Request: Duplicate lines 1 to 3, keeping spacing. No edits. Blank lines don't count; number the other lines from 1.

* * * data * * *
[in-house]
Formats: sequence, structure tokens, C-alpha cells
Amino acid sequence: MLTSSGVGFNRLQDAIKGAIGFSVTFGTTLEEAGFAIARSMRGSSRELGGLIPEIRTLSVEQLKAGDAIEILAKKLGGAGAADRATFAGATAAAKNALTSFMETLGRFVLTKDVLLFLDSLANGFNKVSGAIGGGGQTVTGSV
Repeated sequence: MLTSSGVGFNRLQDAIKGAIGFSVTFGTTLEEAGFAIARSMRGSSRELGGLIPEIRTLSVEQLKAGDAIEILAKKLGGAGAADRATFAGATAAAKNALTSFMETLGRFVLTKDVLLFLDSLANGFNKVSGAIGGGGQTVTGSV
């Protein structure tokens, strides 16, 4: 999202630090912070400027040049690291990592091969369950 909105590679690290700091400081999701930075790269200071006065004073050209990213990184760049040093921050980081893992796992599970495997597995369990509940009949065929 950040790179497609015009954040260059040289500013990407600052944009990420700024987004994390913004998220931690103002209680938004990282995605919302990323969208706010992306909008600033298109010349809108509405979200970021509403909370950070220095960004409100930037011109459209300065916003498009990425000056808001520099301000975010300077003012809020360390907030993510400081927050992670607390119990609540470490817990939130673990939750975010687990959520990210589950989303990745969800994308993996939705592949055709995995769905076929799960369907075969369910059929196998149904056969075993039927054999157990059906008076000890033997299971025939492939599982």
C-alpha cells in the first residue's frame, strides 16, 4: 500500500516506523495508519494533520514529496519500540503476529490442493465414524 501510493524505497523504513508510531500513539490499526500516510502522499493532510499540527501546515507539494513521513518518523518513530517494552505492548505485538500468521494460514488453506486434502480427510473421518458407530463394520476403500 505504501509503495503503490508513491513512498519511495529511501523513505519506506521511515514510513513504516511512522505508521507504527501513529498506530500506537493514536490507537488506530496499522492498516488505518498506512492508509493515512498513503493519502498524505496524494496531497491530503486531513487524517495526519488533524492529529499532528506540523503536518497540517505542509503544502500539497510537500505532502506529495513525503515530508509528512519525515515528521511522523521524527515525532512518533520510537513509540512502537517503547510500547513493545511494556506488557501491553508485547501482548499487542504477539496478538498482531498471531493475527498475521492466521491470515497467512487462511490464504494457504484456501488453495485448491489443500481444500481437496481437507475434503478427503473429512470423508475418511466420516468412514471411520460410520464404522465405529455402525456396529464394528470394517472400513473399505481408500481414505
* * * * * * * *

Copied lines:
[in-house]
Formats: sequence, structure tokens, C-alpha cells
Amino acid sequence: MLTSSGVGFNRLQDAIKGAIGFSVTFGTTLEEAGFAIARSMRGSSRELGGLIPEIRTLSVEQLKAGDAIEILAKKLGGAGAADRATFAGATAAAKNALTSFMETLGRFVLTKDVLLFLDSLANGFNKVSGAIGGGGQTVTGSV